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Standard - Eight series

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About Standard

The Standard Motor Company was founded in Coventry, England in 1903 by Reginald Walter Maudslay (1871-1934). The Standard name was last used in Britain in 1963, and in India in 1987.

History

1903-1914

The company was set up in a small factory in Much Park Street, Coventry and employed seven people to assemble the first car, powered by a single cylinder engine with three speed gearbox and shaft drive to the rear wheels. This was soon replaced by a two cylinder model quickly followed by three and four cylinder versions and in 1905 the first six. As well as supplying complete chassis, the company found a good market in selling engines for fitting to other cars, especially where the owner was looking for more power. The company took a stand at the 1905 London Motor Show in Crystal Palace where a London Dealer, Charles (later Sir Charles) Friswell agreed to take the entire factory output. In 1907 Friswell became Chairman of the company and worked hard raising its profile culminating in supplying 70 cars for King George V and his entourage at the 1911 Delhi Royal Durbah. Friswell sold his interest in Standard in 1912 to C.J. Band and Siegried Bettmann the founder of the Triumph Motor Cycle Company which later became the Triumph Motor Company. In 1914 Standard became a public company.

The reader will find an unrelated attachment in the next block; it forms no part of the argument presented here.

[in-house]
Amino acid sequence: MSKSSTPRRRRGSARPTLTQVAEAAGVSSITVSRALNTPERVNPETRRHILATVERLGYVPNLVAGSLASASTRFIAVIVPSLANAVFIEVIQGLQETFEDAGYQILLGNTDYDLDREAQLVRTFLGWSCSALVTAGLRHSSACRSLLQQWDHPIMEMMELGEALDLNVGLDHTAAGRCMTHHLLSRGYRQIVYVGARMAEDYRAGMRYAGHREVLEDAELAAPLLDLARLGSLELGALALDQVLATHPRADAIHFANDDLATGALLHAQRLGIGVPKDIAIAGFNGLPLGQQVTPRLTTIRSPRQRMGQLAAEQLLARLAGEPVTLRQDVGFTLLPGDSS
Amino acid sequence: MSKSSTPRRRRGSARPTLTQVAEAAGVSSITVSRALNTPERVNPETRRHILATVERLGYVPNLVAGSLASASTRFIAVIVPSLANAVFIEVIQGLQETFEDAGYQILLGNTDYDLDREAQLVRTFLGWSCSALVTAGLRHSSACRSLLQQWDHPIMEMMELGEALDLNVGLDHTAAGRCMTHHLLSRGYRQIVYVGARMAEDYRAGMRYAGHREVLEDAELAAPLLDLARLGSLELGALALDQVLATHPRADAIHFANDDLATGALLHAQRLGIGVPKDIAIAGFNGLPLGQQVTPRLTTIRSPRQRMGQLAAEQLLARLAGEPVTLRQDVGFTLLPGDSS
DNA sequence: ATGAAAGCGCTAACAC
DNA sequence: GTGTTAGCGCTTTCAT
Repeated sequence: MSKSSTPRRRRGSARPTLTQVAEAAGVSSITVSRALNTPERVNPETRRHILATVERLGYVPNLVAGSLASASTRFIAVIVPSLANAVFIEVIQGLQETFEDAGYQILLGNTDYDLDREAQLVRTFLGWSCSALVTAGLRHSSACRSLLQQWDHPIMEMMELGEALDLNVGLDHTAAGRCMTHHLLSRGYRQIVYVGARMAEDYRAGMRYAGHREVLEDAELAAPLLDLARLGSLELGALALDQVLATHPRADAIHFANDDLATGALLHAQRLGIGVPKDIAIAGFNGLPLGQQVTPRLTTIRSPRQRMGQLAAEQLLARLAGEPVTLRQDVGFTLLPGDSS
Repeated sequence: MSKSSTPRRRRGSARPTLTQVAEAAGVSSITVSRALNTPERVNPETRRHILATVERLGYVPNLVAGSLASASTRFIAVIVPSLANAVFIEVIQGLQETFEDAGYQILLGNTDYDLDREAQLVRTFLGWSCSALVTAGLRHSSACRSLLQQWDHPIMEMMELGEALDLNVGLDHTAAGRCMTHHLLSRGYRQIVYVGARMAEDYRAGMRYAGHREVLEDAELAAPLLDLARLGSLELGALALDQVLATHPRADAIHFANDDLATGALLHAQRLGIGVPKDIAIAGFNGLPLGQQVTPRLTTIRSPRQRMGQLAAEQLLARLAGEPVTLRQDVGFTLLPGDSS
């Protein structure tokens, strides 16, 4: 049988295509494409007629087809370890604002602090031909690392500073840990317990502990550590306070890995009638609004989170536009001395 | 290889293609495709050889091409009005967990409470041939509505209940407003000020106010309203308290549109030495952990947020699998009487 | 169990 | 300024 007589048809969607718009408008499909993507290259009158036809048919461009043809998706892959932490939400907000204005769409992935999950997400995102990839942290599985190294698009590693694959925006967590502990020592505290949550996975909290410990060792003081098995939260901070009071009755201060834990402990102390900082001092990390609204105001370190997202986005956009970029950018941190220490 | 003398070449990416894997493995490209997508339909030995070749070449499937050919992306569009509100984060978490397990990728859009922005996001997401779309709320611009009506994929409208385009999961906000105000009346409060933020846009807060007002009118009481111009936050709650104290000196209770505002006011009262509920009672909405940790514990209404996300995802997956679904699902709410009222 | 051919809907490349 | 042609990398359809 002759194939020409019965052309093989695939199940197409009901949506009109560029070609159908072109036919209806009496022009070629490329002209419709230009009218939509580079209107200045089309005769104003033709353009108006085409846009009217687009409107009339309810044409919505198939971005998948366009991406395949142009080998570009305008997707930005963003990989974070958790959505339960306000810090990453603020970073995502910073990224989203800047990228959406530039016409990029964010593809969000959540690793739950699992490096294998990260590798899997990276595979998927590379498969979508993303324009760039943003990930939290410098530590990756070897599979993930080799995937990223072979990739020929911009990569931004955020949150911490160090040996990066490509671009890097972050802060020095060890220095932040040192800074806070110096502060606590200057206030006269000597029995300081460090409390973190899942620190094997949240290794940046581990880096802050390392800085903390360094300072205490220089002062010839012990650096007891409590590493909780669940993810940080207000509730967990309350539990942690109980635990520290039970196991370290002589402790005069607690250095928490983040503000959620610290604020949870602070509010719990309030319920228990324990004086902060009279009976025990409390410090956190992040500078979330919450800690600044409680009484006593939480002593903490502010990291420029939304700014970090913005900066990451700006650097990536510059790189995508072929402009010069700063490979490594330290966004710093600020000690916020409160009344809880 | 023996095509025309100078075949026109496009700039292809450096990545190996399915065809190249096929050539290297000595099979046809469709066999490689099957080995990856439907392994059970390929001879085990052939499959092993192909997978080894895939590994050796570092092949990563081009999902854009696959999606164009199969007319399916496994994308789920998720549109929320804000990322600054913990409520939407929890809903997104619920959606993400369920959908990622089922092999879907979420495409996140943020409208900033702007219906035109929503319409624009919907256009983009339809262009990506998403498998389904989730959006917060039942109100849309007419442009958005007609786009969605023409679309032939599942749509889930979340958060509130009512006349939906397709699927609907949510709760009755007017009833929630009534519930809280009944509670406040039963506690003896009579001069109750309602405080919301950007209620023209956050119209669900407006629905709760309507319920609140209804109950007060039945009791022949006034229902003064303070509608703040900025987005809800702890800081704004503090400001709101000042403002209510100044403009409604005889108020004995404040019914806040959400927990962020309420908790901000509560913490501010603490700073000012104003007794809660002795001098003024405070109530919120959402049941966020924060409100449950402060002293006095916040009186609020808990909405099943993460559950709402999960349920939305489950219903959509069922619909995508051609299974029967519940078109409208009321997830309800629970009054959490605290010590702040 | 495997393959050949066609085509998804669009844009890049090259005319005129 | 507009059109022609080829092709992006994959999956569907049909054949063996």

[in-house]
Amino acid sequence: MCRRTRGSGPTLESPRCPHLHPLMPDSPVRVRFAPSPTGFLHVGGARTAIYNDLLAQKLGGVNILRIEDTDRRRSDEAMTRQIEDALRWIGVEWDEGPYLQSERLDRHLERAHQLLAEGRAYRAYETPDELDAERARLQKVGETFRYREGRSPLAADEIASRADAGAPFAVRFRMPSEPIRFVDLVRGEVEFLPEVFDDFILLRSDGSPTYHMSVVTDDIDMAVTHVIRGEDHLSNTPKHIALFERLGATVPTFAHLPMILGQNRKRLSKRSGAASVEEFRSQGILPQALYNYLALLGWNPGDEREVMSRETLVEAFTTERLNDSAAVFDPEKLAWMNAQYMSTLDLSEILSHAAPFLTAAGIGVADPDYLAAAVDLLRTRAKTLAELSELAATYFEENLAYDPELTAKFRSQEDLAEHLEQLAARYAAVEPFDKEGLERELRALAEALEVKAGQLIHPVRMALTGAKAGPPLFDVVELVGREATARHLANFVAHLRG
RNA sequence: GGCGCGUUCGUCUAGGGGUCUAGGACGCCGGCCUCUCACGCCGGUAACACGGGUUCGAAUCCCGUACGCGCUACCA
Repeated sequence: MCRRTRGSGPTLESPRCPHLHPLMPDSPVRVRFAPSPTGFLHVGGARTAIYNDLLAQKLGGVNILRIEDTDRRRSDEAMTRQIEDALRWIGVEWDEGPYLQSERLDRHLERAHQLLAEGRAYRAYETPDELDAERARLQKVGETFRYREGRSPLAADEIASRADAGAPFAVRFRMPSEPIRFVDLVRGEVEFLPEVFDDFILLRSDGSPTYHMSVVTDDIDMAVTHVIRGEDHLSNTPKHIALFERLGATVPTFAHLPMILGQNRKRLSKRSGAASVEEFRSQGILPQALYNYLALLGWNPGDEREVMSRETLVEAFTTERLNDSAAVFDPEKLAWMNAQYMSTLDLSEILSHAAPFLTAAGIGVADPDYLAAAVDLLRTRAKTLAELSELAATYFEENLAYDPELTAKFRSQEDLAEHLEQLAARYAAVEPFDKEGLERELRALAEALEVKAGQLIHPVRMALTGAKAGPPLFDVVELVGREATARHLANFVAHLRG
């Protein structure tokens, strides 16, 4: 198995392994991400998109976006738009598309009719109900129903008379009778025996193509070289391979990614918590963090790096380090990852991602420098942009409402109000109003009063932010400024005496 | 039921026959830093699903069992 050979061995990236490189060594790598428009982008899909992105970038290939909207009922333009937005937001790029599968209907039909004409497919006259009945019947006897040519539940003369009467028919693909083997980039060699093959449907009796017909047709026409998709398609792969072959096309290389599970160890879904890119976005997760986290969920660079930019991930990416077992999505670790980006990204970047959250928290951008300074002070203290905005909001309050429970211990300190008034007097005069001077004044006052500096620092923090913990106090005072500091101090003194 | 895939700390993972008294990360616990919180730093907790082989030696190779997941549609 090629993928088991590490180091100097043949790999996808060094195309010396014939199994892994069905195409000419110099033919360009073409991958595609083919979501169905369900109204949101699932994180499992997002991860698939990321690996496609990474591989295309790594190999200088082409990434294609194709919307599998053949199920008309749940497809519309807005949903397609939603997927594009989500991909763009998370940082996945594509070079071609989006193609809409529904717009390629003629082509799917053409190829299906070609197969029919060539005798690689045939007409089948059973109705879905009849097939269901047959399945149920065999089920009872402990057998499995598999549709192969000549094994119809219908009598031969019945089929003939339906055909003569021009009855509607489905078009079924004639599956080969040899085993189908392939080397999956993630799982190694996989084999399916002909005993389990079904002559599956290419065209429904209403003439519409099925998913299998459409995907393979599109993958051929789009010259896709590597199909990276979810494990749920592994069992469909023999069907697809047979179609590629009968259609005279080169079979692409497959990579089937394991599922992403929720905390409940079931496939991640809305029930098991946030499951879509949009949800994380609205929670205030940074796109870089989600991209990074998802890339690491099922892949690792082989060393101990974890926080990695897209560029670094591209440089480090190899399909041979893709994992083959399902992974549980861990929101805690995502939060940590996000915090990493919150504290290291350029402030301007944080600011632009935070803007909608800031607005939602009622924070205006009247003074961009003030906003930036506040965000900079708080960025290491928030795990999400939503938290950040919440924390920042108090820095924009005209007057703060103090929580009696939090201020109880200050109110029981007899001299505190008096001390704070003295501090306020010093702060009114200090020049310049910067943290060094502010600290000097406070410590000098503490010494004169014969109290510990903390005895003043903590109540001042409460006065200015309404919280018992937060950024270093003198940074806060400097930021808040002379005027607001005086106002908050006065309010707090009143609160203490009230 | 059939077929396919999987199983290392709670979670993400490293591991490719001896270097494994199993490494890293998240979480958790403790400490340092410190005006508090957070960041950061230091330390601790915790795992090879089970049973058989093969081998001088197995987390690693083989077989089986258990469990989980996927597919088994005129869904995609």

First World War

During World War I, the company produced over 1000 aircraft including the Royal Aircraft Factory BE12, Royal Aircraft Factory R.E.8, Sopwith Pup and Bristol F.2-B in a new works at Canley opened in 1916 which would become the main centre of operations in future.

1919-1939

Civilian car production restarted in 1919 with a range of small cars and by 1924 the company had a share of the market comparable to Austin, making over 10,000 cars in 1924, but by the late 1920s profits had fallen dramatically due to heavy reinvestment, a failed export contract and poor sales of the larger cars. In 1929 Captain John Black joined the board from Hillman as joint Managing Director and one thing he encouraged was the supply of chassis to external coachbuilders such as Jensen, Avon and Swallow (which would become Jaguar). Reginald Maudslay left the company in 1934, and died shortly afterwards at the age of 64.

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4-door
5-seat
S4 8v 0.8L OHV M-4
20.9 kW / 28.0 hp / 28.0 hp  53.0 N·m / 39.1 lb·ft / 39.1 lb·ft
   

Standard Eight (1953)

4-door 5-seater sedan (saloon), petrol (gasoline) 4-cylinder 8-valve straight (inline) engine, OHV (overhead valve, I-head), 803 cm3 / 49.0 cu in / 49.0 cu in, 20.9 kW / 28.0 hp / 28.0 hp @ 4500 rpm / 4500 rpm / 4500 rpm, 53.0 N·m / 39.1 lb·ft / 39.1 lb·ft @ 2800 rpm / 2800 rpm / 2800 rpm, manual 4-speed transmission, rear wheel drive, 99 km/h / 62 mph / 62 mph top speed

Infobox

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